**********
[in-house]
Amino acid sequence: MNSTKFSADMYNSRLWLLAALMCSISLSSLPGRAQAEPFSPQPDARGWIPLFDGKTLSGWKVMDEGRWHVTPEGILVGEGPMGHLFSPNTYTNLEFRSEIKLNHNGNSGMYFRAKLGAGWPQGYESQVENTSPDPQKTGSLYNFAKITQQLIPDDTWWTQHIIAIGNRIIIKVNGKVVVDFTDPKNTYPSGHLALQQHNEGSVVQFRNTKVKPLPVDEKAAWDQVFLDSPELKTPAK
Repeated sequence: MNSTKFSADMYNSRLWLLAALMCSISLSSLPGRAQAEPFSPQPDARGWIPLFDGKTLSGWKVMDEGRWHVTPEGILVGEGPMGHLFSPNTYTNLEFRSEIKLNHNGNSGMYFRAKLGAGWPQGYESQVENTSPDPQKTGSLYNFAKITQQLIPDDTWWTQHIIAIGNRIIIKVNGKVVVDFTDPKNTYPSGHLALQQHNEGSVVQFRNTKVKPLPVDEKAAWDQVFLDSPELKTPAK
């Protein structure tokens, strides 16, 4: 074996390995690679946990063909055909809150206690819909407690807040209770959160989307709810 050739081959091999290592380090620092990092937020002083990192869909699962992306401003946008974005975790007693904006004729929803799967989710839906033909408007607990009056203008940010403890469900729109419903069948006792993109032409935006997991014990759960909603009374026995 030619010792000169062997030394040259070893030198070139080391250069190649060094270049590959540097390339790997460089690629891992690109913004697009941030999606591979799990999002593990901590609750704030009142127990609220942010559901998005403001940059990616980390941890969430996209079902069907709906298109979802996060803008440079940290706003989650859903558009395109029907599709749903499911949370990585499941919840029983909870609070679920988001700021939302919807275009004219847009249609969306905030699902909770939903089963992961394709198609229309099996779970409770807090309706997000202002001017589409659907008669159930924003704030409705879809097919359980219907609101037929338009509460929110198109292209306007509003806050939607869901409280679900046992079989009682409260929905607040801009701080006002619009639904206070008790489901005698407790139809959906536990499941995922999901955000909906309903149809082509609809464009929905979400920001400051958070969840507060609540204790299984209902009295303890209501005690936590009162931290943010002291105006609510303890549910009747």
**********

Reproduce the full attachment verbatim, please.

[in-house]
Amino acid sequence: MNSTKFSADMYNSRLWLLAALMCSISLSSLPGRAQAEPFSPQPDARGWIPLFDGKTLSGWKVMDEGRWHVTPEGILVGEGPMGHLFSPNTYTNLEFRSEIKLNHNGNSGMYFRAKLGAGWPQGYESQVENTSPDPQKTGSLYNFAKITQQLIPDDTWWTQHIIAIGNRIIIKVNGKVVVDFTDPKNTYPSGHLALQQHNEGSVVQFRNTKVKPLPVDEKAAWDQVFLDSPELKTPAK
Repeated sequence: MNSTKFSADMYNSRLWLLAALMCSISLSSLPGRAQAEPFSPQPDARGWIPLFDGKTLSGWKVMDEGRWHVTPEGILVGEGPMGHLFSPNTYTNLEFRSEIKLNHNGNSGMYFRAKLGAGWPQGYESQVENTSPDPQKTGSLYNFAKITQQLIPDDTWWTQHIIAIGNRIIIKVNGKVVVDFTDPKNTYPSGHLALQQHNEGSVVQFRNTKVKPLPVDEKAAWDQVFLDSPELKTPAK
């Protein structure tokens, strides 16, 4: 074996390995690679946990063909055909809150206690819909407690807040209770959160989307709810 050739081959091999290592380090620092990092937020002083990192869909699962992306401003946008974005975790007693904006004729929803799967989710839906033909408007607990009056203008940010403890469900729109419903069948006792993109032409935006997991014990759960909603009374026995 030619010792000169062997030394040259070893030198070139080391250069190649060094270049590959540097390339790997460089690629891992690109913004697009941030999606591979799990999002593990901590609750704030009142127990609220942010559901998005403001940059990616980390941890969430996209079902069907709906298109979802996060803008440079940290706003989650859903558009395109029907599709749903499911949370990585499941919840029983909870609070679920988001700021939302919807275009004219847009249609969306905030699902909770939903089963992961394709198609229309099996779970409770807090309706997000202002001017589409659907008669159930924003704030409705879809097919359980219907609101037929338009509460929110198109292209306007509003806050939607869901409280679900046992079989009682409260929905607040801009701080006002619009639904206070008790489901005698407790139809959906536990499941995922999901955000909906309903149809082509609809464009929905979400920001400051958070969840507060609540204790299984209902009295303890209501005690936590009162931290943010002291105006609510303890549910009747």